[6] Público, ‘Ocho activistas rifeños salen del CIE de Murcia tras aceptarse su petición de asilo’, 5 February 2021, available in Spanish at:

[7] Ministerio de Inclusión, Seguridad Social y Migraciones, ‘Marco Estratégico de Redacción del Programa Nacional de España en El Fondo De Asilo, Migración e Integración para el periodo 2021-2027’, 2021, available at:, 39.

[8] El Diario, Adiós a la “isla de los valientes”: Interior cierra el controvertido CIE de Tarifa tras 14 años de denuncias por su estado, 24 June 2020, available at:; Europa Sur, Interior cierra definitivamente el CIE de Tarifa, 23 June 2020, available in Spanish at:

[9] Europa Sur, ‘La Junta concede la autorización ambiental al proyecto del nuevo CIE de Algeciras’, 6 October 2020, available in Sapnish at:

[10] La Voz de Cádiz, Avanzan los trámites para construir el nuevo CIE de Algeciras, 18 October 2020, available in Spanish at:

[11] Europasur, ‘Comienzan los movimientos de tierra para la construcción del nuevo CIE en Algeciras’, 14.6.21, available at:; ABC Andalucía, ‘Así será el nuevo Centro de Internamiento de Extranjeros de Algeciras’, 8 August 2021, available at:

[12] El País, ‘España apuesta por los CIE y las expulsiones exprés’, 29 July 2021, available at: 

[13] Europasur, ‘La Apdha denuncia la “inutilidad e inhumanidad” del CIE de Algeciras’, 5 July 2021, available at:

[14] Noticias de Sevilla, ‘Podemos se posiciona contra los Centros de Internamiento de Extranjeros’, 26 July 2021, available at:

[15] Europa Sur, ‘La Coordinadora CIES No marcha en Algeciras del viejo al nuevo centro en el Día Internacional del Migrante’, 18 December 2021, available at:

[16] Europasur, ‘El Gobierno prepara la antigua cárcel de Algeciras para volver a abrirla como CIE’, 2 November 2020, available in Spanish at:; Sevilla-ABC, Interior reabre el desvencijado CIE de Algeciras tras gastar más de un millón en reformas, 23 January 2021, available in Spanish at:; Andalucía Información, El CIE de Algeciras vuelve a albergar internos desde el pasado miércoles, 22 May 2021, available in Spanish at:

[17] Europasur, ‘Comienzan los trabajos previos para la construcción del nuevo CIE en Botafuegos’, 25 May 2021, available at:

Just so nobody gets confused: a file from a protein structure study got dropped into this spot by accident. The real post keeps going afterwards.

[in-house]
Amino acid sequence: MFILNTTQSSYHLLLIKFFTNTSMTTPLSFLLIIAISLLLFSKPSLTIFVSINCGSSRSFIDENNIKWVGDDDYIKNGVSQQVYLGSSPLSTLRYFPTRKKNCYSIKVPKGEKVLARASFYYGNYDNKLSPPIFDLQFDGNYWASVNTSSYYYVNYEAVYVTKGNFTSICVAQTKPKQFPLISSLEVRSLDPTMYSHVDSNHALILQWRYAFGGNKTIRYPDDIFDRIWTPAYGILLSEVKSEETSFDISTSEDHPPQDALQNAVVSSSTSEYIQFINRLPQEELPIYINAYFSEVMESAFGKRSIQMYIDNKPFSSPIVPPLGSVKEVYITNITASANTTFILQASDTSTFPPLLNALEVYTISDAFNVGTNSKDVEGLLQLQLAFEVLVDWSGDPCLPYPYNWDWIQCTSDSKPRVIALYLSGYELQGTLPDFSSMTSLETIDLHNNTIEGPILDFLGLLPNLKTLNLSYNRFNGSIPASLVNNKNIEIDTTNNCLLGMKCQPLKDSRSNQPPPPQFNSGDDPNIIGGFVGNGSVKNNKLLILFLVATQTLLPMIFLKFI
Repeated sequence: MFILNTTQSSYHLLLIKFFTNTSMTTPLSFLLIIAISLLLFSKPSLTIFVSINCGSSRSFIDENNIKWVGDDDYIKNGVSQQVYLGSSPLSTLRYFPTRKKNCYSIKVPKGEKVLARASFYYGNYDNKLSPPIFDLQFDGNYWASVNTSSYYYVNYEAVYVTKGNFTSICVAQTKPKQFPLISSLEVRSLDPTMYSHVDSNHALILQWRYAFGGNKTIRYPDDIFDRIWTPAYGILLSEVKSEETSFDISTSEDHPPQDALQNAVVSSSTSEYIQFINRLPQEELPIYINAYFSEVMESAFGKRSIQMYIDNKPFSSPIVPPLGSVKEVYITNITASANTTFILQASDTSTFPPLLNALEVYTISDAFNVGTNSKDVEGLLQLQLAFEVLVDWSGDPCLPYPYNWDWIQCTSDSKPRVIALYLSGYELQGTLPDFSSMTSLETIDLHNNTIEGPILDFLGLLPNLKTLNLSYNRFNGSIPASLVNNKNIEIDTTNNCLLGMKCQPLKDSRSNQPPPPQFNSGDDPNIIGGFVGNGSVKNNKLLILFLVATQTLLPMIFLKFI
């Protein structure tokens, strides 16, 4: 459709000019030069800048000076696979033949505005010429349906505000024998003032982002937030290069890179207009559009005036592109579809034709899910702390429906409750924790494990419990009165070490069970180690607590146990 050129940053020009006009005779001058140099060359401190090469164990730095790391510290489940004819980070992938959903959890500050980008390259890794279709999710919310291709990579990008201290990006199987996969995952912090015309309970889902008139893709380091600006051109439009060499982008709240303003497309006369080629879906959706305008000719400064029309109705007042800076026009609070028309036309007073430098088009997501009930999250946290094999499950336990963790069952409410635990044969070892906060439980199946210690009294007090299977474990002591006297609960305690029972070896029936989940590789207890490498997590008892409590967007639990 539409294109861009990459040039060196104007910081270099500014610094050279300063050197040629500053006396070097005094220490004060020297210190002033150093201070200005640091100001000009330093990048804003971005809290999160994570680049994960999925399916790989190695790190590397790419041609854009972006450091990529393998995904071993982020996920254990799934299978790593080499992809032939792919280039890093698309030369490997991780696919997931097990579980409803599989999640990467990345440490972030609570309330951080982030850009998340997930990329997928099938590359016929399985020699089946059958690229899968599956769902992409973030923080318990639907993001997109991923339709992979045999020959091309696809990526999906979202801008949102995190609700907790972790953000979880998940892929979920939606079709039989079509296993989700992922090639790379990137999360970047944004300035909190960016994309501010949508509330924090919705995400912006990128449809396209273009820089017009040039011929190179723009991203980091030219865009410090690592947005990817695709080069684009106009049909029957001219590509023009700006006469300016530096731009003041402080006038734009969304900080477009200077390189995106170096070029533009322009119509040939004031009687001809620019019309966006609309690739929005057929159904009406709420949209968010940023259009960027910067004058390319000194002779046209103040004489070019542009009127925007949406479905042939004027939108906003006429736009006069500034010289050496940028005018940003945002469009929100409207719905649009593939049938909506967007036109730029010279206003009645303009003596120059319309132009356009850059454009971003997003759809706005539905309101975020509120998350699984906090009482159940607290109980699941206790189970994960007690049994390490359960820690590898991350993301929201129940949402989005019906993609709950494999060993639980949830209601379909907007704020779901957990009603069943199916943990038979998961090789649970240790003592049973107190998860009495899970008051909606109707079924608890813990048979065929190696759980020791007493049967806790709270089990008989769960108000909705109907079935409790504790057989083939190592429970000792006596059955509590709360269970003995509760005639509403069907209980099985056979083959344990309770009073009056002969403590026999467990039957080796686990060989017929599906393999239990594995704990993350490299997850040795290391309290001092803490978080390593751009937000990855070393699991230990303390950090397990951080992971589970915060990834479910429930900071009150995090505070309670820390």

[18] Europasur, ‘’CIEs No’ lamenta el inicio de las obras del nuevo CIE de Algeciras’, 27 May 2021, available at:

[19] Iridía, ‘Irídia ha presentat una denúncia al mes per violència institucional en el CIE durant 2020’, 17 December 2020, available in Spanish at:

[20] Irídia, «Vulneraciones de derechos humanos en las deportaciones», 7 October 2020, available in Spanish at:

[21] Ocio Latino, ‘El Gobierno instalará en 2021 reconocimiento facial en sus fronteras y reformas en los CIES’, 31 December 2020, available in Spanish at:

[22] Nius Diario, ‘Pasando la aduana por la cara: España ensaya en Gibraltar el nuevo sistema europeo de control’, 6 September 2021, available at:

[23] El Periódico, ‘Expertos denuncian el plan del Gobierno para usar cámaras de reconocimiento facial en la frontera de Ceuta y Melilla’, 13 January 2021, available at:

[24] Irídia, ‘Informe sobre violencia institucional en 2020’, February 2021, available at:

[25] Levante, ‘El CIE de Zapadores volverá a abrir antes del 15 de julio, 2 July 2021, available at:

[26] Ministerio de Inclusión, Seguridad Social y Migraciones, ‘Marco Estratégico de Redacción del Programa Nacional de España en El Fondo De Asilo, Migración e Integración para el periodo 2021-2027’, 2021, available at:, 40.

[27] Radio sintonía, ‘Cierra el antiguo CIE de El Matorral’, 25 November 2021, available at:; Diario Fuerteventura, ‘El campamento de inmigrantes de El Matorral cerrará a finales de noviembre’, 26 November 2021, available at:

[28] El Día, ‘La reforma del CIE de Hoya Fría no ‘arranca’ un año después de la firma del contrato’, 20 October 2021, available at:

[29] Europapress, ‘El Senado reclama al Gobierno un informe anual sobre el estado de los CIE y CETI’, 1 October 2020, available in Spanish at:

[30] Asociación Pro Derechos Humanos de Andalucía – APDHA, IX Encuentro anual de la Campaña estatal por el cierre de los CIE y el fin de las deportaciones, 9 December 2020, available in Spanish at:

[31]  European Uinon Agency for Fundamental Rights (FRA), ‘Migration: key fundamental rights concerns – 1.10.2020-31.12.2020. Quarterly Bulletin”, February 2021, available at:, 23.

[32] Court of Justice of the European Union, Case C‑568/19, Judgement 8 October 2020, available at:; El País, ‘Una sentencia europea impide a España expulsar inmigrantes solo por estar en situación irregular’, 13 November 2020, available in Spanish at:

[33] Iridía and Novact, ‘Vulneraciones de los derechos humanos en las deportaciones’, October 2020, available in Spanish at:

[34] Cope, ‘Entidades reclaman un juzgado que supervise las deportaciones de migrantes’, 7 October 2020, available in Spanish at:

[35] Europapress, ‘El Servicio Jesuita a Migrantes advierte de que los CIE siguen sin protocolos frente a la pandemi’a, 4 December 2020, available in Spanish at:

[36] Migreurop, “Locked up and excluded, Informal and illegal detention in Spain, Greece, Italy and Germany”, December 2020, available in Spanish at:

[37] Ministry of Interior, ‘Avance de solicitudes y propuestas de resolución de protección internacional: Datos provisionales acumulados entre el 1 de enero y el 31 de diciembre de 2021, available in Spanish at:

[38] El Periódico de aquí, ‘Seis migrantes han muerto en los CIE en los últimos 10 años uno en València’, 4 September 2020, available in Spanish at:

Table of contents

  • Statistics
  • Overview of the legal framework
  • Overview of the main changes since the previous report update
  • Asylum Procedure
  • Reception Conditions
  • Detention of Asylum Seekers
  • Content of International Protection
  • ANNEX I – Transposition of the CEAS in national legislation